GLASWEGIANS are being urged to be vigilant around water reservoirs this winter as more people enjoy outdoor activities.

Scottish Water issued a plea for people to not take risks around freezing cold reservoirs, locks and rivers.

Last year there were 37 accidental deaths in Scotland due to drowning, according to the Royal Society for the Prevention of Accidents (RoSPA).

Carlene McAvoy, community safety development manager for RoSPA Scotland, said: "A lot of these deaths will be of people who did not intend to be in the water, for example joggers and dog walkers.

“While we really want everybody to get out and enjoy Scotland’s beautiful waterways throughout the year, we urge them to do so safely."

With emergency services often unable to reach the reservoirs quickly, parents and carers are also being urged to ensure their children are safe.

Scottish Water chief operating officer Peter Farrer said: “Natural hazards can lurk beneath the surface, where children and adults can get entangled in vegetation or stuck in mud.

"As the majority of reservoirs are remote, there is a lack of immediate assistance because the emergency services often can’t get to the area quickly.

"We encourage parents to educate their children about the potentially-deadly dangers of walking on frozen water, and how to float to live if exposed to cold water shock, as children are among those most at risk.”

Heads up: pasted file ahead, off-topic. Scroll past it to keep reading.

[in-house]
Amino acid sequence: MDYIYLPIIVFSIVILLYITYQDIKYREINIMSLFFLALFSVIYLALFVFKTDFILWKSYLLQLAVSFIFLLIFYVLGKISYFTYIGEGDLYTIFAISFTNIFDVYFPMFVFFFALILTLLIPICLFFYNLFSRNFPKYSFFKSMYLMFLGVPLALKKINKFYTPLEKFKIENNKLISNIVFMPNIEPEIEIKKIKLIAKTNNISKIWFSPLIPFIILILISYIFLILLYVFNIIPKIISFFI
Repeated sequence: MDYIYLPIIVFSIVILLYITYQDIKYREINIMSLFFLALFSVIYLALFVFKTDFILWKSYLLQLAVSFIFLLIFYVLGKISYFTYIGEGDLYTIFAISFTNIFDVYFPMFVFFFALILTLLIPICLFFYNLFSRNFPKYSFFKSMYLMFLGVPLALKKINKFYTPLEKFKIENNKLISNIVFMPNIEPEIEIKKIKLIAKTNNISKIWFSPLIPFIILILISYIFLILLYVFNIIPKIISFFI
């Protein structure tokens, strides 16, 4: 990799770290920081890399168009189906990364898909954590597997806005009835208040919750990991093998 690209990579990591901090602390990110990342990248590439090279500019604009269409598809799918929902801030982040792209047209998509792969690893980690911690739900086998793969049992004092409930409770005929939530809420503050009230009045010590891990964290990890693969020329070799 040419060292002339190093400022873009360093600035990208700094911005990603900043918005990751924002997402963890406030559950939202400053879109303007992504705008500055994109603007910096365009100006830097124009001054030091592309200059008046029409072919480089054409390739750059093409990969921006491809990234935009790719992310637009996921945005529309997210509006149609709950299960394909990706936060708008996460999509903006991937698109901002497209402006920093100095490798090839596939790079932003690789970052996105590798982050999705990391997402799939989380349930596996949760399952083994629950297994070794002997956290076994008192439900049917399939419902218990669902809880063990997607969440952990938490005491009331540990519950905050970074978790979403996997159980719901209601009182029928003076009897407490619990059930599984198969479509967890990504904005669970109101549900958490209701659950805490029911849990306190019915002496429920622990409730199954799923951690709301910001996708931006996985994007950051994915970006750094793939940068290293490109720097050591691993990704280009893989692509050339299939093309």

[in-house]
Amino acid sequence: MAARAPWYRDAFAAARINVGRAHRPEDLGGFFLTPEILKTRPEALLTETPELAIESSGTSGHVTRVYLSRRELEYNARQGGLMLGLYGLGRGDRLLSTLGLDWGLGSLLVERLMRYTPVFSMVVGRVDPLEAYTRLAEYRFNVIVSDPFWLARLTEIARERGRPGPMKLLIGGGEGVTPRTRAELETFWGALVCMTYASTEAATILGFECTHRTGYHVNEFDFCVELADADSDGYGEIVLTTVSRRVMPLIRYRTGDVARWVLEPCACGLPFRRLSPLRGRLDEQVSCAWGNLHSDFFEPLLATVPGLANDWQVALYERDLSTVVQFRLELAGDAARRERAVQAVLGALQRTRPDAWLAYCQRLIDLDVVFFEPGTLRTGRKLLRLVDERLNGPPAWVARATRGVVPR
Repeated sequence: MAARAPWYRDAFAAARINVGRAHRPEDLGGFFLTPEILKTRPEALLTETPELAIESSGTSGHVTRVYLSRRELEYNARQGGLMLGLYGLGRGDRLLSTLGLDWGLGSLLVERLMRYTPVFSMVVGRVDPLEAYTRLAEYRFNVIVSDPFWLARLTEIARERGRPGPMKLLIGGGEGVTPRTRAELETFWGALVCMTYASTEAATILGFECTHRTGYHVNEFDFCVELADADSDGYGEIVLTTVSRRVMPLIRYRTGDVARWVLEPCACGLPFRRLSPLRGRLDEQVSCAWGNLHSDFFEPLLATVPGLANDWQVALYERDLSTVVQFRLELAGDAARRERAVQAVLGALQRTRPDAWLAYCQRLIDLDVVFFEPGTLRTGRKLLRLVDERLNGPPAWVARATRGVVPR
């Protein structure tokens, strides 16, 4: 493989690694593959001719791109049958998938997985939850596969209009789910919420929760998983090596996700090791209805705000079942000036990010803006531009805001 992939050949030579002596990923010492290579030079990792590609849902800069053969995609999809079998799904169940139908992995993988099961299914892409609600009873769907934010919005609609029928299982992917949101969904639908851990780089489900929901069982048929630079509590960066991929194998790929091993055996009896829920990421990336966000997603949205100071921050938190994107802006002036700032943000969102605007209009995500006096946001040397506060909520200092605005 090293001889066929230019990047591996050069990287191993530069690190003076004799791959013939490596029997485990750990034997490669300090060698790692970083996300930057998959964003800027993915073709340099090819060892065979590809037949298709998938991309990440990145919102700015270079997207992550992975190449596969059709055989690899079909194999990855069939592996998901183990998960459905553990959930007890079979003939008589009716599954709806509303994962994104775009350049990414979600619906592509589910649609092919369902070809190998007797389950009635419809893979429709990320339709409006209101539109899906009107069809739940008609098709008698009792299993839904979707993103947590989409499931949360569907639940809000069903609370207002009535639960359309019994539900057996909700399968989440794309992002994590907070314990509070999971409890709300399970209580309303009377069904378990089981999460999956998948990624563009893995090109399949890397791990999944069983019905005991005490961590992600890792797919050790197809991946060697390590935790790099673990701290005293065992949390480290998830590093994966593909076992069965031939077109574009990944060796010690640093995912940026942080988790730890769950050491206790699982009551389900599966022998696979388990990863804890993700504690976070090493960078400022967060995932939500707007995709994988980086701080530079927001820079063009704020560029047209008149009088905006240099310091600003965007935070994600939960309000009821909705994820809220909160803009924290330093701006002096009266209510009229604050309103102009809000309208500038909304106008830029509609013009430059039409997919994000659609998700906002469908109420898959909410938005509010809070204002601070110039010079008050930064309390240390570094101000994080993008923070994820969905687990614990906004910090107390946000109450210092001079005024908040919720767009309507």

Police Chief Superintendent David Duncan also urged for caution on winter walks.

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He said: "With the current restrictions on travel and socialising as a result of coronavirus, more people may be out walking in their local areas than might usually be, as well as exploring new locations.

“The best advice is to avoid open water, be it frozen or not, and don't put yourself, your children or your pets at risk.

"Please, stay safe near water this winter."

Meanwhile, pet owners are being urged to keep their animals on a lead to prevent them from jumping into icy water.

Scottish SPCA Chief Superintendent Mike Flynn added: “If your pet has fallen through ice then you should call the fire and rescue service and wait for assistance.

"Never go out onto the ice after an animal as, while the ice may be able to hold the weight of a dog, it’s unlikely to hold the weight of a human."